The brazen attack on a resort where many Afghans go to try to forget about the war was a dramatic reminder of the Taliban's resiliency as insurgents push hard with their summer offensive in a show of strength as U.S.-led forces prepared to withdraw by the end of 2014.
Insurgents first killed the security guards at the hotel, then pushed their way inside and began firing at guests who were having a late-night meal. Some of the guests escaped while others were held hostage as the attackers battled Afghan security forces who rushed to the scene for the next 12 hours.
Kabul police said five attackers had been shot and killed by midday Friday, ending the standoff. The Taliban claimed only four of their fighters were involved in the attack on the Spozhmai hotel at Qargha Lake, a popular weekend retreat about a half-hour drive from the capital.
U.S. Gen. John R. Allen, the commander of U.S. and NATO forces in Afghanistan, said the attack was likely carried out by fighters loyal to the Haqqani network. The al-Qaida linked group is based in Pakistan and regularly targets Afghan and coalition forces in Afghanistan, and conducts deadly attacks in Kabul.
“This attack bears the signature of the Haqqani network, which continues to target and kill innocent Afghans and blatantly violate Afghan sovereignty from the safety of Pakistan,” Allen said, adding that some victims were killed in their sleep.
He added that the coalition provided “minimal support” at the Afghans' request.
Mohammad Zahir, criminal director for Kabul police, said the hotel was crowded when the attackers entered and opened fire on families having a late dinner.
“Some of the guests jumped from the window into the hotel yard. They were hiding under trees or any safe place they could find,” he said. “Three of the guests jumped into the lake and hid in the water.”
Kabul Police Chief Mohammad Ayub Salangi said the attackers—armed with machines guns, rocket-propelled grenades and vests laden with explosives—stormed the Spozhmai hotel at Qargha Lake before midnight on Thursday. By midmorning Friday, militants were still fighting Afghan forces, supported by international troops, and gunfire pierced the quiet surroundings of the lake area. Black smoke rose from the two-story hotel surrounded by trees as NATO helicopters circled overhead.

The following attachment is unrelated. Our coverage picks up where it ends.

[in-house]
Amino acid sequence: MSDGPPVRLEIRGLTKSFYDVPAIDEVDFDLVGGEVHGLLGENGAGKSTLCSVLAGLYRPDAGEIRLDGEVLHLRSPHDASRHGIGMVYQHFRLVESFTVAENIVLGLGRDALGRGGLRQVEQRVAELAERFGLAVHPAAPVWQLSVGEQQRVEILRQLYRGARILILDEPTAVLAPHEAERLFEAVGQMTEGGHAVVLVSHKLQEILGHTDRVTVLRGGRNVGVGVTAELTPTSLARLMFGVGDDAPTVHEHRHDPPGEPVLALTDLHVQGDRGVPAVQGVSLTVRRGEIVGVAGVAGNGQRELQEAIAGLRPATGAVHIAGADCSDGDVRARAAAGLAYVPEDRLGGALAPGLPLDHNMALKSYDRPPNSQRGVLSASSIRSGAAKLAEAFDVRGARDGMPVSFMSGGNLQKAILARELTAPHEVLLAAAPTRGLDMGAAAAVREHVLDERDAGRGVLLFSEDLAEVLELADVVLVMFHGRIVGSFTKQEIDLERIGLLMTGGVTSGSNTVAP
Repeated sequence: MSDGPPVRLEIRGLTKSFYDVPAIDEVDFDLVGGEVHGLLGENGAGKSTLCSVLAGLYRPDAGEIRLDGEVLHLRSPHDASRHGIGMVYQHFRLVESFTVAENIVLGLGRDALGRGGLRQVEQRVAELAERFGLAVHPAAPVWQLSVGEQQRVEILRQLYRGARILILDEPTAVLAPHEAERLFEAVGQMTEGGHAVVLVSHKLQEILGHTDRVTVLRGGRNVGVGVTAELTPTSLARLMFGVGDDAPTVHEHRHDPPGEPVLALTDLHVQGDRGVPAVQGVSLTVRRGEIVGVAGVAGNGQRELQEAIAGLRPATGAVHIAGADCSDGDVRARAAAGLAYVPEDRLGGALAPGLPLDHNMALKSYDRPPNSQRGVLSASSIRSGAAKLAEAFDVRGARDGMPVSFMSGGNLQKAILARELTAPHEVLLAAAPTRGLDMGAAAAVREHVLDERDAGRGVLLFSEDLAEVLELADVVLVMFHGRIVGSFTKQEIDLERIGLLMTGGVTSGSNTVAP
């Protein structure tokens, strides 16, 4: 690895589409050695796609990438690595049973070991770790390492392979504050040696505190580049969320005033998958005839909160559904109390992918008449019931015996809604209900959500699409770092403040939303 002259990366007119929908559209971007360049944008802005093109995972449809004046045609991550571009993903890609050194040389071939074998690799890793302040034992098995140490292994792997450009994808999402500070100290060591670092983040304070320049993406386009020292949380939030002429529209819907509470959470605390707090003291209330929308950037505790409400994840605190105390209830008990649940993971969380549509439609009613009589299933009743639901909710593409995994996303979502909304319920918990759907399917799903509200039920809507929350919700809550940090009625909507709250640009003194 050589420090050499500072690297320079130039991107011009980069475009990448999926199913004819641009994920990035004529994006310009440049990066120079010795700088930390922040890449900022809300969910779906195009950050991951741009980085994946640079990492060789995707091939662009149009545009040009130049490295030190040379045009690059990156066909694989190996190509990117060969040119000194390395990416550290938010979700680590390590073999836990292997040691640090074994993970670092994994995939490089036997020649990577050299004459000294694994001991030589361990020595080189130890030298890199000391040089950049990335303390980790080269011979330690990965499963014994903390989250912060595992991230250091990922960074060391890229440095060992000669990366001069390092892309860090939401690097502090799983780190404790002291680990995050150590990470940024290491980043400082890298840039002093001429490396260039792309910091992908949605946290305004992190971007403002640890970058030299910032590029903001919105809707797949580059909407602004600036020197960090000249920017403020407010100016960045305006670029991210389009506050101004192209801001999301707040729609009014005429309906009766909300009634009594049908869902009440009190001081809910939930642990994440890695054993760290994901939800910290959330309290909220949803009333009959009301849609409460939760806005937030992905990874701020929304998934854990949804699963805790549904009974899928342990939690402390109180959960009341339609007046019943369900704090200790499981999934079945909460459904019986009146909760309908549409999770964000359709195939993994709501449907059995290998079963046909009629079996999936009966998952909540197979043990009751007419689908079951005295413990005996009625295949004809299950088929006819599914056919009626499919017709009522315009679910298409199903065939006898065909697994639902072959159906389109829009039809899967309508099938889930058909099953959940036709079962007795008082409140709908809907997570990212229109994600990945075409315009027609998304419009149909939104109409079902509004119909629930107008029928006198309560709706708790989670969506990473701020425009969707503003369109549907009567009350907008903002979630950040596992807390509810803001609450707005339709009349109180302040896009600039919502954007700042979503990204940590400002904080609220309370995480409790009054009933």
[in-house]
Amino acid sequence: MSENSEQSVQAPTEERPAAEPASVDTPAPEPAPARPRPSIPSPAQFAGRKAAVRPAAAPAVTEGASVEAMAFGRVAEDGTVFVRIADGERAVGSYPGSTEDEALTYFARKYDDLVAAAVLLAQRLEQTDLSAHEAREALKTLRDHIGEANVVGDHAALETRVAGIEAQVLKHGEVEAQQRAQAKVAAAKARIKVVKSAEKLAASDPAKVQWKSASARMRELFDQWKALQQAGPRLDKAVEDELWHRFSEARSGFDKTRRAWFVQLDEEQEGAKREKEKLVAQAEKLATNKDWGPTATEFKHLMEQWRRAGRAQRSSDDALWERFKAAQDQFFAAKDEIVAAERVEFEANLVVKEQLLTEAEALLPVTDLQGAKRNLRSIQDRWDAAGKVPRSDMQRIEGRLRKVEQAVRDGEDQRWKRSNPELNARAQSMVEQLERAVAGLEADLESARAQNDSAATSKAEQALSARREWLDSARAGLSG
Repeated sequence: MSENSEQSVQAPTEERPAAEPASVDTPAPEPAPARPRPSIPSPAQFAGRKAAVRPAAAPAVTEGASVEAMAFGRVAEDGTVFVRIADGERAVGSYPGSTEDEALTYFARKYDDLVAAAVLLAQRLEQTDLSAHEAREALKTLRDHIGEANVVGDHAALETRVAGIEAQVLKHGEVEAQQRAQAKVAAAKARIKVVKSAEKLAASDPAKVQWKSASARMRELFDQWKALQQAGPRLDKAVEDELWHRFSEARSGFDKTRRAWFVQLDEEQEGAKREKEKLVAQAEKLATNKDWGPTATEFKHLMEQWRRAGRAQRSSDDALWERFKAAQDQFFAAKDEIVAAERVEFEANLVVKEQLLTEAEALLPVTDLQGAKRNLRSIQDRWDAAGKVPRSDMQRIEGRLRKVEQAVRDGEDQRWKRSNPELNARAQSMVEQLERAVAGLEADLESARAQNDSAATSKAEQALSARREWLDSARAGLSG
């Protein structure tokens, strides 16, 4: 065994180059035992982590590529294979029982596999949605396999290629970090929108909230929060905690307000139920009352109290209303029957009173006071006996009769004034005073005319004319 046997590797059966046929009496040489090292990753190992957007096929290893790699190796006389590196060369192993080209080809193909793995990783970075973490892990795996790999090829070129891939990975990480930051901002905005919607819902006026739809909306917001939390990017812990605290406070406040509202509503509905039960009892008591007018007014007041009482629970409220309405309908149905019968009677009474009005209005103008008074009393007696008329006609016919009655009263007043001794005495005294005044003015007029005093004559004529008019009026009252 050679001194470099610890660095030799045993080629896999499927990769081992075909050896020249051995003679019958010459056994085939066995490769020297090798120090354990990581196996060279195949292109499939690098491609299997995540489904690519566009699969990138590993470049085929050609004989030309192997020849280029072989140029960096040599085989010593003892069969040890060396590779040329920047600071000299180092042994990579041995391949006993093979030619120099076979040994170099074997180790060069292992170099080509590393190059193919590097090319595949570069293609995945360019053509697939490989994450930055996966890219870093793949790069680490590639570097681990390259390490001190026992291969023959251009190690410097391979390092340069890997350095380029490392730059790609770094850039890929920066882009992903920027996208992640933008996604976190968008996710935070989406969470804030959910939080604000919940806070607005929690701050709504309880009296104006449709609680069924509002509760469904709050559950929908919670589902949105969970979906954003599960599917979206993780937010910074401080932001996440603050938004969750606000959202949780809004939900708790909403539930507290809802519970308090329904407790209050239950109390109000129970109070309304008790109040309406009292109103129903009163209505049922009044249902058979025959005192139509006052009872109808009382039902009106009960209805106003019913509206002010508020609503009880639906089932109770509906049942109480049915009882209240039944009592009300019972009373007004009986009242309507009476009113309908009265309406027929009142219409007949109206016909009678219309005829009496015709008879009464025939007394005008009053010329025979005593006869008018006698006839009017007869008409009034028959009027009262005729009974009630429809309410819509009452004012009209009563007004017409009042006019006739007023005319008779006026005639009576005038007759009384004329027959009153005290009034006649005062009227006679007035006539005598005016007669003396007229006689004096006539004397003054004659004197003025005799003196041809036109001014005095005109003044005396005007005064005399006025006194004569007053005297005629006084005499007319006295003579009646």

Mohammad Qasim, who survived the attack, said he went to the reception desk to tell the manager that he suspected that militants had entered the hotel.
“Before I finished talking with the manager, they fired on us,” Qasim said. “(The manager) hid himself behind his desk, but around three to four other guys who were guards and waiters were killed by the attackers.”
Afghan President Hamid Karzai condemned the assault, the latest in a string of attacks this week.
Fourteen Afghan civilians, three security guards and an Afghan police officer died in the attack, said Mohammad Zahir, criminal director for Kabul police.
Taliban spokesman Zabiullah Mujahid said the Taliban attacked the hotel because foreigners there were drinking alcohol and participating in other activities banned by Islam, but that was disputed by the Kabul police.
“The Taliban propaganda is saying that there was immoral activity there and that people were drinking alcohol,” said Zahir, the criminal director for the Kabul police. “That is totally wrong. These are people who had worked all week and had gone to the lake to have a restful dinner with their families. The view there is very good for relaxation. There is no alcohol.”
The hotel, situated on a man-made lake, is a popular place for well-to-do Afghans to spend Thursday night—the beginning of the Afghan weekend—or for picnic excursions on a Friday when paddleboats and horseback riding are on offer. Though international workers do go to Qargha lake, Afghans make up the majority of the clientele at the hotels and kebab shops along its shore.
Security at the lake is light compared with targets inside the Afghan capital, which has been hit frequently as the Taliban show they can still strike very close to the seat of the Afghan government. While hotels at the lake have armed guards, there are no massive blast walls and security cordons that surround government and military buildings in Kabul. Zahir said only two of the three guards killed at the hotel were armed.
The hotel was a soft target compared with the attacks insurgents have launched inside the city in recent years, including taking over construction sites and firing down on embassies and storming the tightly secured Intercontinental Hotel in Kabul last summer.
The week has been particularly violent in Afghanistan, as insurgents stepped up attacks against international forces. On Wednesday, a suicide bomber attacked U.S. and Afghan forces at a checkpoint in a busy market in the east, killing 21 people, including three U.S. soldiers. The same day, seven Afghan civilians were killed by a roadside bomb.
Those bombings came the day after two attacks in the south in which militants stormed a NATO military base and attacked a police checkpoint. U.S. troops were wounded in the attack on the NATO base, officials said. On Monday, three gunmen dressed in Afghan police uniforms killed one American service member and wounded nine others in Kandahar's Zhari district.
The fighting suggests that the Taliban are not planning to wait for international combat forces to complete their exit from Afghanistan at the end of 2014. The commander of U.S. and NATO forces in Afghanistan, Marine Gen. John Allen, has to withdraw 23,000 American troops by the end of September, leaving about 68,000 U.S. military personnel in the country.
Separately, the U.S.-led coalition said a NATO service member was killed Friday in an insurgent attack in southern Afghanistan. No other details were released. So far this year, 202 NATO service members have been killed in Afghanistan.